Painting The Town Red

The true infamous story of 'Painting The Town Red'

 

PAINTING THE TOWN RED

 

BY

PETER MORRISS

 

 

 

Painting The Town Red…

 

 

Owes its place in the English language to a mad prank which took place in

Melton Mowbray in the early hours of Thursday morning 6th April 1837.

 

During this week a great amount of excitement was to be seen in the town, owing

to the Croxton Park Races.

 

Many visitors of rank and fashion had come to stay and meet friends who resided

in the metropolis of fox hunting during the winter months.

 

The Marquis of Waterford with a large party attended the races and was

billeted in Melton.

 

 

 

 

PAINTING THE TOWN RED

 

 

 

Thursday morning 6th April 1837 three o’ clock.

 

 

It was at the Grantham toll gate where they

screwed up the shutters and the toll gate door,

Shouted for the “Gate!” the start of the nights

furore;

The keeper reached down for a loaded gun,

Uttered a curse! when the powder to prime, found

there was none.

Lady Luck had smiled at the Marquis and his party

that night,

For No.1 shot could have well paved the Marquis

and his party’s plight.

 

 

 

They daubed the town in a blood red coat,

The sign of the Red Lion left in the canal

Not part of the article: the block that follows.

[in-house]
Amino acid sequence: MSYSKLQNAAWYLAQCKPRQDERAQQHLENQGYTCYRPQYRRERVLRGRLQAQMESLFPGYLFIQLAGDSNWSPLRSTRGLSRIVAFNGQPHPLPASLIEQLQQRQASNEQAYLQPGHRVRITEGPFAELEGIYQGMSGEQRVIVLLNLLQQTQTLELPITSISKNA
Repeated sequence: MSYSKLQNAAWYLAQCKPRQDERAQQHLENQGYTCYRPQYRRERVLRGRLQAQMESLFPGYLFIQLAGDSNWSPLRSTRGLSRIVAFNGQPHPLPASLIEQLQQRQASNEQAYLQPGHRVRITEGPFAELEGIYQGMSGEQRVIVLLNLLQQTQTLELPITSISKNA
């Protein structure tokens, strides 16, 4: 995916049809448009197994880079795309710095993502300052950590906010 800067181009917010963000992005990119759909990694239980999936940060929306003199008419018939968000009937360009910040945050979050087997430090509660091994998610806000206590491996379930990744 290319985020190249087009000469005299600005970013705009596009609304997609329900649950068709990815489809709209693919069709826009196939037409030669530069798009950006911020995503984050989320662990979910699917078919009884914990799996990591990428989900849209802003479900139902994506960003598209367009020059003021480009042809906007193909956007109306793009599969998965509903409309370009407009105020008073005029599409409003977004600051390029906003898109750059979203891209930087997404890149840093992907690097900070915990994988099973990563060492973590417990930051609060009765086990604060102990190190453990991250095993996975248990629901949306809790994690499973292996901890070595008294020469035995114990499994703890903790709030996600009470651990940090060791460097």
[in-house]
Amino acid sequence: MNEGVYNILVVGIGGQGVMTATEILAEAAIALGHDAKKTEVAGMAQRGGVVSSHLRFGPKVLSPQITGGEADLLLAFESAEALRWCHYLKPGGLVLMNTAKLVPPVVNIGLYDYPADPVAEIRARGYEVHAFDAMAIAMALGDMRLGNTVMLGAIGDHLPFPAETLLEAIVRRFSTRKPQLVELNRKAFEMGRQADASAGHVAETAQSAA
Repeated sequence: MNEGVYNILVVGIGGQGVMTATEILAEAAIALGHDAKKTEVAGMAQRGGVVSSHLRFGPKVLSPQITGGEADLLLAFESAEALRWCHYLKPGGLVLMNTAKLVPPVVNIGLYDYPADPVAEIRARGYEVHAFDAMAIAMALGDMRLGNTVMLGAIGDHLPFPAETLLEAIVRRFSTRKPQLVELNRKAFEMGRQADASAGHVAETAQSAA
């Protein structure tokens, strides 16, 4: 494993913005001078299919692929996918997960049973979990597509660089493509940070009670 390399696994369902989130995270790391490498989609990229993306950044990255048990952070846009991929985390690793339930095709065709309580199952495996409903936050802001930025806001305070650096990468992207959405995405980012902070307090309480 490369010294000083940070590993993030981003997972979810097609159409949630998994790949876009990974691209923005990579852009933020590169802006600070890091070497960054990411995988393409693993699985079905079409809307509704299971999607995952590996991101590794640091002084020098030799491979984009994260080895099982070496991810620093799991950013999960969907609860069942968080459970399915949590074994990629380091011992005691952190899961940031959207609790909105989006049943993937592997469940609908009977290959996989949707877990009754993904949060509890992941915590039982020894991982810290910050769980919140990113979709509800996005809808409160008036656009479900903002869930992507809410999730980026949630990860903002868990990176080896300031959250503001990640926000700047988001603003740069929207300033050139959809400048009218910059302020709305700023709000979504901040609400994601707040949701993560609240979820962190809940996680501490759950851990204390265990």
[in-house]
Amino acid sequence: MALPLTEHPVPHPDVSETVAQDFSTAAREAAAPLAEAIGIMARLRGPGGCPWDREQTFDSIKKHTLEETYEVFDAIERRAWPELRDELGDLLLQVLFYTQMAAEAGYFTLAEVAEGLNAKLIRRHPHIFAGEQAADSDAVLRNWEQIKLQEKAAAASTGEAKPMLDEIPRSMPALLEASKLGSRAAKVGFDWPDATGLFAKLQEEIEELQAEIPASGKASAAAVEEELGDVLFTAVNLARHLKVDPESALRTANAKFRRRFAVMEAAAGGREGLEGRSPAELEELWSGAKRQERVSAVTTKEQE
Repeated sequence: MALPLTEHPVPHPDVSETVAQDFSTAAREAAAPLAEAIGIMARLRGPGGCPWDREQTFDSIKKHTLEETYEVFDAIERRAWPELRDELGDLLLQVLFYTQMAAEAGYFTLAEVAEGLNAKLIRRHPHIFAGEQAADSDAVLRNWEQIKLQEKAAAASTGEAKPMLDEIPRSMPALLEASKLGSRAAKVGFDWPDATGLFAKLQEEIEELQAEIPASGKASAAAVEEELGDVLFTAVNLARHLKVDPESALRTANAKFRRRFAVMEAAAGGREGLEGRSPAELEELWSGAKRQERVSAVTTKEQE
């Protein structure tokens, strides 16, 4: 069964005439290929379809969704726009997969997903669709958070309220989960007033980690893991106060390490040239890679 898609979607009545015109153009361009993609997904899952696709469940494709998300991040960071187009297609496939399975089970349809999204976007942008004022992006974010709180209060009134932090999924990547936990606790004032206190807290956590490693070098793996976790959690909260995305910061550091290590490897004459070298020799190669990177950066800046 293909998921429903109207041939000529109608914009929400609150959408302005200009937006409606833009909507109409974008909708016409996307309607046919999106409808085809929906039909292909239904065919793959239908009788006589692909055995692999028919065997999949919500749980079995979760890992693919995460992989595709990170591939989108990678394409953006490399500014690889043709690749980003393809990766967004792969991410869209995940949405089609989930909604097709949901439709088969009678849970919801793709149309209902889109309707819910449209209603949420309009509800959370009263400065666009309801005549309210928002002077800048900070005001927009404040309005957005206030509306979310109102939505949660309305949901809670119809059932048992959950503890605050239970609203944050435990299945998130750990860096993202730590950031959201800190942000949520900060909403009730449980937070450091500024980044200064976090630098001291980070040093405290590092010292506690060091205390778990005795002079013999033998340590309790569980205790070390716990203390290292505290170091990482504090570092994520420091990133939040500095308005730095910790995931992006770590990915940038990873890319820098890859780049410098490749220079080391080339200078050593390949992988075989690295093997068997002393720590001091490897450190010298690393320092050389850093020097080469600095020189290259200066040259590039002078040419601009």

afloat.

The Marquis along with the party he led,

Captured the constables,

Barnes, a man of the watch, liberally received

a coat of red!

 

 

In the Market Place most of the houses came

in for the brush,

The White Swan its mantle soon sported a

crimson blush,

At the Beast Market a number of doors were

presented with a bright red coat,

The sound of the spree about to reach new

heights of infamous note.

 

 

Arrested by the constables, detained under

lock and key,

Edward Horner Reynard Esquire a participant

of the spree.

Humble town folk from their windows stared

in disbelief and shock,

As the Marquis and his party attacked the watch-house

and forced three of the locks;

Unable the fourth to force,

Their following action was to steer a somewhat

sinister course.

 

They beat the constables Mason

and Campian, demanded their prisoner

to be set free,

Threatened to murder them if they did not

deliver up the key!

And so the night’s infamous furore was

about to cease,

As the constables in fear of their lives, their

prisoner they were obliged to release.

 

 

 

During the day on Thursday the Marquis with Captain Grantham and Mr Reynard

were once again on the streets.

 

After what appeared to be a row or a challenge to the constables to fight any of the party of the Marquis, Mr Reynard was arrested by three constables and was locked

up for a second time.

 

On the second night there was no painting, however the foul language and oaths that

ensued had never been heard before on the streets of Melton Mowbray.

 

 

Copyright Peter Morriss

 

 

 

 

First published Poetic Hours 2002

 

Click on thumbnail to enlarge.

The thumbnail on the right shows a picture of Burrough Hill, Leicestershire.

an Iron Age Hill Fort.

It was here where horse races were held in the 1800s.